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WHITE LIKELY CAN'T PAY BILL

The commissioner lost a sexual discrimination lawsuit against a former employee.

Kevin White has faced the same question three times from a fellow Hillsborough County commissioner: Will he pay any of the bill from his sexual discrimination trial last month?

White has so far refused to answer the nearly $500,000 question as commissioners considered appealing the verdict.

"If we know we have a partner that's our co-defendant, that's good," said Rose Ferlita, who posed the question. "But if we have a co-defendant that's not a partner, that's another issue."

So just how much would White be able to pay?

A review of public records, including his most recent annual financial disclosure report, raises doubt about White's ability to contribute much. In December 2008, White listed debts of $373,000 and his $98,000 commissioner's salary as a main source of income.

He's also got legal bills of his own.

A federal civil jury found last month that White discriminated against former aide Alyssa Ogden by firing her for refusing his sexual advances. The county was held jointly liable.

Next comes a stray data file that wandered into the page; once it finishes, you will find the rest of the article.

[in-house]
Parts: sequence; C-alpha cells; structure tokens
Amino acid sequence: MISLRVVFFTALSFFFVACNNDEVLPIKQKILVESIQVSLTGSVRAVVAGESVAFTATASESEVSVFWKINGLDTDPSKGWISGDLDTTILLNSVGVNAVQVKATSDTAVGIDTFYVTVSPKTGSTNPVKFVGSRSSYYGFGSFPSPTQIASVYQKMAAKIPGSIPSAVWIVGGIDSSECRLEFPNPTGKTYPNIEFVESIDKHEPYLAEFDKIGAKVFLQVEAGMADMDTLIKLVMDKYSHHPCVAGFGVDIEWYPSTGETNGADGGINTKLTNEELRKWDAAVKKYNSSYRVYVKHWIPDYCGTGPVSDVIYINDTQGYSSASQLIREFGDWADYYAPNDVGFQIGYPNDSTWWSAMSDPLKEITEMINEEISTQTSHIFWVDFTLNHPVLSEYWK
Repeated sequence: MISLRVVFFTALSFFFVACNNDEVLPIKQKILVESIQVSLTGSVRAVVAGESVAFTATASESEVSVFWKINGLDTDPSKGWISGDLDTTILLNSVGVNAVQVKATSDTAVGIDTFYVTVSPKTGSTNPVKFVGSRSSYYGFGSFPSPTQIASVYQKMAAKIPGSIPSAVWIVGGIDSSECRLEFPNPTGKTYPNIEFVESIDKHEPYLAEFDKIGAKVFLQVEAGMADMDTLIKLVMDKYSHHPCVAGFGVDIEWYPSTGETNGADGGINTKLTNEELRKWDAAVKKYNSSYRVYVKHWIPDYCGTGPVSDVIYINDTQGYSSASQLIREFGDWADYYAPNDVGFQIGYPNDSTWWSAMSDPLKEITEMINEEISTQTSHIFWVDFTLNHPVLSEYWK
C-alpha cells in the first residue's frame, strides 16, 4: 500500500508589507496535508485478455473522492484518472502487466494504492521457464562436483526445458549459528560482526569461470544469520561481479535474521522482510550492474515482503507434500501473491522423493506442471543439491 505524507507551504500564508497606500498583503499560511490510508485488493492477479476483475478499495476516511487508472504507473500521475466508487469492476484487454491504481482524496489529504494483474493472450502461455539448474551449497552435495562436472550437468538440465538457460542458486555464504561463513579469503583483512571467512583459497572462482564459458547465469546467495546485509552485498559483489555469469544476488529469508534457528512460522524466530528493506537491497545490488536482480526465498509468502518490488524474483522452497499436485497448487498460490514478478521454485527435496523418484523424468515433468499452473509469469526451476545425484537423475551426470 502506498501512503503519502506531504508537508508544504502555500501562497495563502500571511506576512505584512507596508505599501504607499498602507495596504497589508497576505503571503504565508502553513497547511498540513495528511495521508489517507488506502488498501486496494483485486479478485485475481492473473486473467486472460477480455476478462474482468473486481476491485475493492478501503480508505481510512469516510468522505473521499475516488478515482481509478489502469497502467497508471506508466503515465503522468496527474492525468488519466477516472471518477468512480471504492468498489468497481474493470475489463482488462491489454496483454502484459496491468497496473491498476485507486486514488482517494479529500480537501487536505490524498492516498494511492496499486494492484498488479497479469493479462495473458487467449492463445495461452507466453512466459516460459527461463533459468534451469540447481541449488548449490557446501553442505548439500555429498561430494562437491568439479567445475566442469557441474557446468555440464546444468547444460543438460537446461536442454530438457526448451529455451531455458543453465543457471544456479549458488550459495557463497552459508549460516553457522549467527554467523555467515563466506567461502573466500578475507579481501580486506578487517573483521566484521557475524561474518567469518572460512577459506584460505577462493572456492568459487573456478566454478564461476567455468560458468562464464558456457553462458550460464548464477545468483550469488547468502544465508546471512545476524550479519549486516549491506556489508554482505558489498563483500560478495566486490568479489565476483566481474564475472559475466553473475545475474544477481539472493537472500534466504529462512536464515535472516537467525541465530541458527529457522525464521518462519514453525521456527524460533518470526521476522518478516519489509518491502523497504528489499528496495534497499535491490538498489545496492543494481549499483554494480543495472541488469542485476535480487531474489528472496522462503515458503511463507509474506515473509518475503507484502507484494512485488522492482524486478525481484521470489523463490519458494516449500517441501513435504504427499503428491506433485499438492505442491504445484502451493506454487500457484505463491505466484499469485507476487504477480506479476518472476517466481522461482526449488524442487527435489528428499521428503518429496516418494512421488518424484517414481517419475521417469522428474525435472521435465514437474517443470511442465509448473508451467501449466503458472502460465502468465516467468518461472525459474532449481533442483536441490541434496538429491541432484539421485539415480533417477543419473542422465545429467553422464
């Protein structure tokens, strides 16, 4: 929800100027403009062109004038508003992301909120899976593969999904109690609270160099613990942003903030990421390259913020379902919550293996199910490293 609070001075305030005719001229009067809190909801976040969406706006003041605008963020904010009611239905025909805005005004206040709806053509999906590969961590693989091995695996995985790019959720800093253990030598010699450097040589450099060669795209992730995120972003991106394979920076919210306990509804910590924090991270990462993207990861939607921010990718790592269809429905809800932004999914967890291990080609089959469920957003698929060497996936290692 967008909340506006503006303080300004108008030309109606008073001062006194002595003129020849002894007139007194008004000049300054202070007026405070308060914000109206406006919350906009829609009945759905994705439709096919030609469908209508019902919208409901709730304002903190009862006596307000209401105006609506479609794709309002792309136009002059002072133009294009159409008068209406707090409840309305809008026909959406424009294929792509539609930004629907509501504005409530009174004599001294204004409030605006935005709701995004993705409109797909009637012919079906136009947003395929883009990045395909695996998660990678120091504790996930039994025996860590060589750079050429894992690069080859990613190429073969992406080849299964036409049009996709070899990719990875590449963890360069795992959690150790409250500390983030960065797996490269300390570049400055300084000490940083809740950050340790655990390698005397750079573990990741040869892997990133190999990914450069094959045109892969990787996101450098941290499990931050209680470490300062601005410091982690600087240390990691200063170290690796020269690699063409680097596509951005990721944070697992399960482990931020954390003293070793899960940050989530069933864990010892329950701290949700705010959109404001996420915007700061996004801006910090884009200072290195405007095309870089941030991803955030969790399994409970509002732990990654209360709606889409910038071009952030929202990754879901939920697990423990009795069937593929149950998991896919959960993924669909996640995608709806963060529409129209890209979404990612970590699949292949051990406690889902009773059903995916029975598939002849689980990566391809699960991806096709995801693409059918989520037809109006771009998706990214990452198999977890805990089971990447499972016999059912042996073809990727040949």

Commissioners voted last week not to appeal and to negotiate with White about the costs of the case. They include $75,000 in damages to Ogden, $211,000 for her lawyer and roughly $180,000 for the county's outside attorney.

White, a 44-year-old Democrat, told the St. Petersburg Times last week that he owes his lawyers nearly as much as the county spent on its lawyer. He said he has had to tap retirement money and a college fund for his two children.

The potential ongoing cost will play a part in whether he appeals the verdict on his own, he said.

"I'm out a great deal of money in terms of attorney fees," White said. "I have to figure out whether its financially feasible (to appeal)."

His savings were limited to begin with, records show.

White listed a net worth of $143,000 as of the end of last year, and some of that may represent optimistic accounting.

Among his assets: $45,000 worth of furniture, clothing and jewelry, cars valued at $65,000 and $50,000 in savings, including retirement money. That was well before the trial.

Like most people, White lists his biggest asset as his home, which is located in southeast Seminole Heights in central Tampa. He estimates its value at $325,000 as of December 2008, according to the financial disclosure report.

The Hillsborough County Property Appraiser's Office estimates its market value as $243,033 as of Jan. 1.

White's wood-frame home, built in 1941 and expanded to 2,900 square feet, is larger than most in the neighborhood of modest bungalows and block houses. Still, in the past year, only one other home in his neighborhood has sold for more than $200,000, according to the property appraiser's Web site.

"That's probably the least desirable part of Seminole Heights," said Jeff Shelton of Hughes-Shelton Realtors-Coldwell Banker, who has spent years selling homes in Seminole Heights and once lived in the area of White's home. "I think he's overstating that value, and I think he'd have a hard time finding an appraiser that would appraise at that value."